The best temperature for healthy tropical fish is between 75 and 80 degrees Fahrenheit. However, there are some species of tropical fish that may need water that is warmer than 80 degrees. Before you begin to add your fish to your aquarium, be sure the fish you have chosen can live in the same range of temperature.
4. Cobalt Aquatics 31000 Neo-Therm Heater
One of the best small aquarium heaters is the Cobalt Aquatics Neo-Therm Heater. Only 1/3 of an inch thick, the Neo-Therm does the job without taking up a lot of space in your aquarium. Bright LED lights display both the set temperature and the water temperature so that you have quick access to the information you need to provide a stable environment for your fish community.
Located in South Carolina, Cobalt Aquatics was established in 2011 by three hardcore fish enthusiasts with a combined 60 years of experience in the Aquatic Industry. From a humble beginning of a line of probiotic flake fish foods, Cobalt Aquatics now provides hundreds of high-quality aquarium products all over the world.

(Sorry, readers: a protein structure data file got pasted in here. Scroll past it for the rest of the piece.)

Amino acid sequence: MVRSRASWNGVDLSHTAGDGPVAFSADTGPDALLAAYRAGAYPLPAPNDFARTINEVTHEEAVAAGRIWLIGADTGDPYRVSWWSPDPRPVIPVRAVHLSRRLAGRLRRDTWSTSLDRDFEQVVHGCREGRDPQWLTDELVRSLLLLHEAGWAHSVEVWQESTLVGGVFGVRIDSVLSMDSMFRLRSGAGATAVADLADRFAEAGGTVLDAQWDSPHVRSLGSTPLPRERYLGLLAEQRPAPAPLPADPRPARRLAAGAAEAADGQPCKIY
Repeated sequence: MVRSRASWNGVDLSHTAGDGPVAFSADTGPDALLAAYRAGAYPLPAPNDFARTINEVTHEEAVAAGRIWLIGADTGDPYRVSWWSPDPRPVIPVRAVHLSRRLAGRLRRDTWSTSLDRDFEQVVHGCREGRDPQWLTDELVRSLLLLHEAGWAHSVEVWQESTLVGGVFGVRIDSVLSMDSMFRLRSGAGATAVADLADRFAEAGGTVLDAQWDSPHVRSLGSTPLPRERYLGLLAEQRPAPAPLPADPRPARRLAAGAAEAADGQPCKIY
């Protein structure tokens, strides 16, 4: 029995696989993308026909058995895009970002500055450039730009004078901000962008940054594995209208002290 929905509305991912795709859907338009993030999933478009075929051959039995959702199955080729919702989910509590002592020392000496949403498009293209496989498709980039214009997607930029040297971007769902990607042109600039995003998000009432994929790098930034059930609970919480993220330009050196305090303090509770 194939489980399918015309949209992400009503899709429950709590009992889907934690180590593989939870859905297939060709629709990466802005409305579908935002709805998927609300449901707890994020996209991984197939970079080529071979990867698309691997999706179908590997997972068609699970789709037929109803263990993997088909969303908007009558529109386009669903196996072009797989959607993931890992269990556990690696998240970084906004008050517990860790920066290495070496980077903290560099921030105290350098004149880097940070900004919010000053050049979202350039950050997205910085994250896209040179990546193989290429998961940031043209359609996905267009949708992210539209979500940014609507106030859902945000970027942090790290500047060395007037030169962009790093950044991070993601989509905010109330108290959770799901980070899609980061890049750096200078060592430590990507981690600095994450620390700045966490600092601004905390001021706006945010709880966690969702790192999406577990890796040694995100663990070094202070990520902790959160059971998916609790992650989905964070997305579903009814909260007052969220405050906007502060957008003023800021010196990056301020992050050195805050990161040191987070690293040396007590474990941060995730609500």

5. Aqueon Pro Submersible 50W Heater
The Aqueon Pro Adjustable Heater is one of the best 50-watt aquarium heaters on the market. One of the main worries with heated aquariums is knowing if the heater is actually working. If it stops working without your knowledge, the water temperature could quickly become too cold for your fish.
With the Aqueon Pro, that worry is eliminated. There is always a monitor light that tells you what the heater is doing – red when heating, green when the correct temperature has been reached. If you do not see a light, you immediately know that your heater is not working.
6. Fluval E 100-Watt Electronic Heater
The Fluval E 300-watt Electronic Heater features dual temperature sensors for real-time accurate readings, making it one of the best 300-Watt aquarium heaters available. The Fluval E 300-watt heater will provide adequate heat for aquariums of up to 100 gallons.
Fluval is a brand of Hagen, Inc. For over 30 years, Fluval has been one of the world leaders for providing quality products for aquariums. Their wide range of aquatic products include aquariums, heaters, and hob filtering systems. Fluval strives to provide reliable, efficient, and simple-to-use products for the beginner as well as experienced fish enthusiasts.